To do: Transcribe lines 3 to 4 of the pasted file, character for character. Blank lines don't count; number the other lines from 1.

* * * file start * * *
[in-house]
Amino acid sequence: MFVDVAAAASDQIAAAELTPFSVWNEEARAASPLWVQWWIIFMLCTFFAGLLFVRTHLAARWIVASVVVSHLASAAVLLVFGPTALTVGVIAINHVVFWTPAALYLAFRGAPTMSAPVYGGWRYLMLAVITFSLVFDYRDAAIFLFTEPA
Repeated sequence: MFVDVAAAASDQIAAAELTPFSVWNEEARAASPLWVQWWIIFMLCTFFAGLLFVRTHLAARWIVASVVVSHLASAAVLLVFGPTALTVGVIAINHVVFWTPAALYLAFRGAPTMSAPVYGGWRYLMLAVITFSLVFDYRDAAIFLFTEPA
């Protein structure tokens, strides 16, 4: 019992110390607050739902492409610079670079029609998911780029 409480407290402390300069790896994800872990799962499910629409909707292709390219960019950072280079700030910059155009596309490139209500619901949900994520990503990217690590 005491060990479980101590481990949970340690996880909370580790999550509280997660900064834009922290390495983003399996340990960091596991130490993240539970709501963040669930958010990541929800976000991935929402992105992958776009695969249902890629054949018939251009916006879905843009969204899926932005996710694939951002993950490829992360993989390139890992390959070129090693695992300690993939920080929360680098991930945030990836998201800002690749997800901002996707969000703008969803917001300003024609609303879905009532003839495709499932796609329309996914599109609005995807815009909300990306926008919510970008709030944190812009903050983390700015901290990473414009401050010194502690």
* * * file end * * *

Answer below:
Repeated sequence: MFVDVAAAASDQIAAAELTPFSVWNEEARAASPLWVQWWIIFMLCTFFAGLLFVRTHLAARWIVASVVVSHLASAAVLLVFGPTALTVGVIAINHVVFWTPAALYLAFRGAPTMSAPVYGGWRYLMLAVITFSLVFDYRDAAIFLFTEPA
């Protein structure tokens, strides 16, 4: 019992110390607050739902492409610079670079029609998911780029 409480407290402390300069790896994800872990799962499910629409909707292709390219960019950072280079700030910059155009596309490139209500619901949900994520990503990217690590 005491060990479980101590481990949970340690996880909370580790999550509280997660900064834009922290390495983003399996340990960091596991130490993240539970709501963040669930958010990541929800976000991935929402992105992958776009695969249902890629054949018939251009916006879905843009969204899926932005996710694939951002993950490829992360993989390139890992390959070129090693695992300690993939920080929360680098991930945030990836998201800002690749997800901002996707969000703008969803917001300003024609609303879905009532003839495709499932796609329309996914599109609005995807815009909300990306926008919510970008709030944190812009903050983390700015901290990473414009401050010194502690």